That was the case at Wachovia when, following its 2001 acquisition of First Union, which brought its total number of branches to 2,700, an idea to track electricity, gas, and water bills suddenly clicked. “We’d talked about how smart it would be to do this,” recalls Ginny Schlosser, CFO of corporate real estate at Wachovia Bank and former CFO of corporate real estate at First Union, where the idea first took root. The merger, combined with soaring electricity costs at the time, gave the project life.
The bank opted for a software/consulting service from Cadence Networks that not only gives it the clear picture of total spend it needs to negotiate better electricity rates, but also helps it trace wasteful usage, including the location of leaky water lines. The bank now plans an additional step: to reduce energy and water consumption through employee education and other initiatives.
It’s not unusual for spend-management systems to yield double-digit savings—about 15 percent, according to industry watchers. They also cull out the maddening waste that so exasperates many thrifty CFOs—for example, a $75 difference in room rates at the same event in the same hotel. Armed with solid, up-to-the-minute data, companies can identify waste, eliminate rogue spending, negotiate better deals, and in general make better decisions.
But there are problems. As the CEO of one spend-management company says, “There’s a growing sense of irritability over what these expensive applications promise and what companies actually get from them. Indeed, another Forrester study found that 35 percent of respondents whose companies had invested in procurement and sourcing technology said the benefits were below expectations. Companies face three challenges: deciding what software (or combination of software) best meets their needs, getting suppliers to cooperate, and making the organizational and process changes within their own companies that are needed to move away from business as usual.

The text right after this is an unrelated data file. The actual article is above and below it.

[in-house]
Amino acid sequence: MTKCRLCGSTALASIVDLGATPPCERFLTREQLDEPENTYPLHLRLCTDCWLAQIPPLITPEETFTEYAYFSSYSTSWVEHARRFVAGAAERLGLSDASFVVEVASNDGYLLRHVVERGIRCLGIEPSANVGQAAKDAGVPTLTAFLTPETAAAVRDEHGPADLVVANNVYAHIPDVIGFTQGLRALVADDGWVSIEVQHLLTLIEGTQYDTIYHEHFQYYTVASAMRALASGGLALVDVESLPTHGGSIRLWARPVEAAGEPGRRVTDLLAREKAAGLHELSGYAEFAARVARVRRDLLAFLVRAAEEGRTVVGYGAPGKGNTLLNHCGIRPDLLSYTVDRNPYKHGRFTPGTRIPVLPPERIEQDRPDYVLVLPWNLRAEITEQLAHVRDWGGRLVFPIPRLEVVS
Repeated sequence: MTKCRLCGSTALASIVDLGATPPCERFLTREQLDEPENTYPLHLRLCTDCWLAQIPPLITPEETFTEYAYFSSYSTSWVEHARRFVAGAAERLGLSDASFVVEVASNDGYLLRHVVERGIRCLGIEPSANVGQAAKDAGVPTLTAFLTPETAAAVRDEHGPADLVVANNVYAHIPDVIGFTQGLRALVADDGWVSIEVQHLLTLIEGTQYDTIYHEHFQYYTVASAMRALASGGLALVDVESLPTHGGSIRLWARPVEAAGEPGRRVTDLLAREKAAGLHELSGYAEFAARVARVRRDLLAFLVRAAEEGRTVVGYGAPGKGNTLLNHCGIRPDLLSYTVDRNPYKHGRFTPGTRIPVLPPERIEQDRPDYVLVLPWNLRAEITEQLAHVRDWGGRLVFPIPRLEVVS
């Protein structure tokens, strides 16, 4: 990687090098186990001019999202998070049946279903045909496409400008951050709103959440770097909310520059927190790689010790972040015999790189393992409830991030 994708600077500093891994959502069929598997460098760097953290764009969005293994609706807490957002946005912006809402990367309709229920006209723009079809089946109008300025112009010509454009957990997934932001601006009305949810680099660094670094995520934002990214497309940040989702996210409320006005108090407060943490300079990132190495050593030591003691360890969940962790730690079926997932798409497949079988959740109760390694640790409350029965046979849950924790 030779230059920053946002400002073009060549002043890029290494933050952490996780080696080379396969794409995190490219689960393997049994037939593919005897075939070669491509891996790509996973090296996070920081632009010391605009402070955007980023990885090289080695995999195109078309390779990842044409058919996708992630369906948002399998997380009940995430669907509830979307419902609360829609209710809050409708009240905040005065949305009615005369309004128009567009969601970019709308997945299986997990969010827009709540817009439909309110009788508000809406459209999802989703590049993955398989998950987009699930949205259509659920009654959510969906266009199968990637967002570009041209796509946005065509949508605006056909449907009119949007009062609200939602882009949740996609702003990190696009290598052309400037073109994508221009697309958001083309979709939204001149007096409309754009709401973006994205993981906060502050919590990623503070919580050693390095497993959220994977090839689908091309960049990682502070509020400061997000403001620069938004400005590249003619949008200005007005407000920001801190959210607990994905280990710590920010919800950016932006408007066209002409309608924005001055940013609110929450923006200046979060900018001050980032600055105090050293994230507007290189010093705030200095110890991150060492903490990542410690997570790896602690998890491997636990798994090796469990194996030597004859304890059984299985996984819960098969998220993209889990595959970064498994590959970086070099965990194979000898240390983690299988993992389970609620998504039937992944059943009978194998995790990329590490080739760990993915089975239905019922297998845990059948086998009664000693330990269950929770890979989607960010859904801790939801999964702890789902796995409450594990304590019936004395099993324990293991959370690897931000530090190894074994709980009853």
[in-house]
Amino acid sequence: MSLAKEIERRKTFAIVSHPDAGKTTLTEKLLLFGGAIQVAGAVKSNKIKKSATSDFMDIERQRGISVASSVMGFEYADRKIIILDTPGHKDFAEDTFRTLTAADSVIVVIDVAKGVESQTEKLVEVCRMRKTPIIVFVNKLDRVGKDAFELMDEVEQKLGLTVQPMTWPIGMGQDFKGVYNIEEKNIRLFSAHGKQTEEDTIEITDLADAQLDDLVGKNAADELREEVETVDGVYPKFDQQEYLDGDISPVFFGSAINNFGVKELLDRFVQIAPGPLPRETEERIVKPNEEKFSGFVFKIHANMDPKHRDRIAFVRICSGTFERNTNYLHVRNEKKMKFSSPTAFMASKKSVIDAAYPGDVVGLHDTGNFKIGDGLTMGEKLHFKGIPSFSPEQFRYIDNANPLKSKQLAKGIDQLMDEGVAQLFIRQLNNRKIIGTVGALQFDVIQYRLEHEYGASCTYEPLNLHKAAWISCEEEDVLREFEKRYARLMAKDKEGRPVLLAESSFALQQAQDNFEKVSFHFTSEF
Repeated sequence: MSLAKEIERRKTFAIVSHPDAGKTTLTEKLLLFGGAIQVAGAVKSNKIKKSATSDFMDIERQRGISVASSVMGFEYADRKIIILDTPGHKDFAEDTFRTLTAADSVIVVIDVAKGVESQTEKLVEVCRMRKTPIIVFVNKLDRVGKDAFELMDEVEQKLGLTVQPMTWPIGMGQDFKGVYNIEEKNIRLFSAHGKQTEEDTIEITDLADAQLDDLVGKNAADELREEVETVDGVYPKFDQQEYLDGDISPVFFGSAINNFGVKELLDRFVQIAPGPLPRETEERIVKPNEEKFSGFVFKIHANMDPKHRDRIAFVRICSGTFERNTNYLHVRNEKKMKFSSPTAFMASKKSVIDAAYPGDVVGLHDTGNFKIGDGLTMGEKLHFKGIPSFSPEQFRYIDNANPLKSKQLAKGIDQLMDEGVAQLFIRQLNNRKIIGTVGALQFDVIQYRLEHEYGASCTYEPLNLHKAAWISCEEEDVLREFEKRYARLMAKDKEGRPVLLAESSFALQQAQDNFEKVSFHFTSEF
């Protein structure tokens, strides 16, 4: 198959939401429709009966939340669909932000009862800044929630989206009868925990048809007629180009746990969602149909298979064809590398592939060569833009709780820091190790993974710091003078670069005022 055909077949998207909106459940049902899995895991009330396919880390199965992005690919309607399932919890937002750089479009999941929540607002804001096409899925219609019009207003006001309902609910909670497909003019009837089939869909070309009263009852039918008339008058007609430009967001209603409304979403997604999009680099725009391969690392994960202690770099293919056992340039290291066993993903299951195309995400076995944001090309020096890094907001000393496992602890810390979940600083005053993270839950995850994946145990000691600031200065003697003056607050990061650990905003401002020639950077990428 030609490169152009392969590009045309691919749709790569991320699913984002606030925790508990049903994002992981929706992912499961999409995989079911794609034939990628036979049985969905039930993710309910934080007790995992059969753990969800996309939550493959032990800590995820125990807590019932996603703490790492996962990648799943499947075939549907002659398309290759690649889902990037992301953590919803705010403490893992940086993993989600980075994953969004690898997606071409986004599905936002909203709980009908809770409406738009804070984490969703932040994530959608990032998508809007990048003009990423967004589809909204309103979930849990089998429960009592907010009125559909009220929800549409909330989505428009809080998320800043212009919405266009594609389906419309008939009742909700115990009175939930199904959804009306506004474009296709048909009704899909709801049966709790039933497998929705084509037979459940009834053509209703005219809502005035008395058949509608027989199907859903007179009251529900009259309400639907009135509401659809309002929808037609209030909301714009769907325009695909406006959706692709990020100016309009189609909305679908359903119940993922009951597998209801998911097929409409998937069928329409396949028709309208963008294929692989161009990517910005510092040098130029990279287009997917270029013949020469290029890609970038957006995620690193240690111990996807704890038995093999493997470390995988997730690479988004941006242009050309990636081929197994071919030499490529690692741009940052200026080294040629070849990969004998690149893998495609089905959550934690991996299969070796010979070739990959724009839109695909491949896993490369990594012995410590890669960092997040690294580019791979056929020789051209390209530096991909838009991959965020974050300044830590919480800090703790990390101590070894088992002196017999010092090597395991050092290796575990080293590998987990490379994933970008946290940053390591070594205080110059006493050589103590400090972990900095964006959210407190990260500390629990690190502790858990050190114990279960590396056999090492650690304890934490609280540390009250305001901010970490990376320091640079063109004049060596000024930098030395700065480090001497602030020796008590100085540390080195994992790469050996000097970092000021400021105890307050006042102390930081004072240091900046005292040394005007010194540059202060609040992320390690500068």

Also hanging over the greater adoption of spend-management software is the bad taste left in many people’s mouths by the earlier foray into E-procurement, which tended to focus less on analyzing spend data and more on reducing transaction costs.
Managing the relationships with suppliers is also tricky. As Minahan warns, “You can only negotiate a 15 percent discount from your suppliers for so long before you put them out of business—you’re sucking the fat out of the suppliers’ profit margins.” Zealous users of online auctions, trading webs and early E-procurement systems now take a more holistic view of the entire procurement cycle, versus focusing solely on negotiating costs.
GlaxoSmithKline knows this learning curve: in 1997, before it had become part of GlaxoSmithKline, pharmaceutical company SmithKline Beecham developed an internal procurement system dubbed SpendTrak that it believed put the company ahead of its competitors. “But SpendTrak only allowed us to do coding at a supplier level, not the granularity required to perform compliance reporting on preferred suppliers,” explains R. Gregg Brandyberry, vice president of procurement for global systems and operations at GlaxoSmith-Kline. The company could see how much it spent with IBM, for example, but it couldn’t get a quick read on a specific contract. “Especially on certain indirect goods and services,” says Brandyberry, “we wanted to make sure we weren’t overbuying, or that the specification was for what we actually needed.”
Beginning in 2004, GlaxoSmith-Kline installed Emptoris spend-analysis software and began to get granular, making sure that spending follows the terms of carefully negotiated contracts. The software also helps the company get a sense of the performance of vendors supplying various indirect goods, so that, as Brandyberry says, “We can ask ourselves, ‘Do we need to buy Superbrand X when another brand will do?’” Glaxo is now ascertaining whether the system can be expanded to encompass spending on a broad range of services.
“CFOs are getting smarter about this,” says Aberdeen’s Minahan. “As a result, the buying organization is taking a more holistic look at their supplier relationships.” Gone are the days when buyers focused intently on reverse auctions to drive down the prices of goods. “Now,” says Minihan, “CFOs are checking the P&Ls and asking, ‘Where do those savings show up?’”
Connie Winkler writes about technology management from Seattle.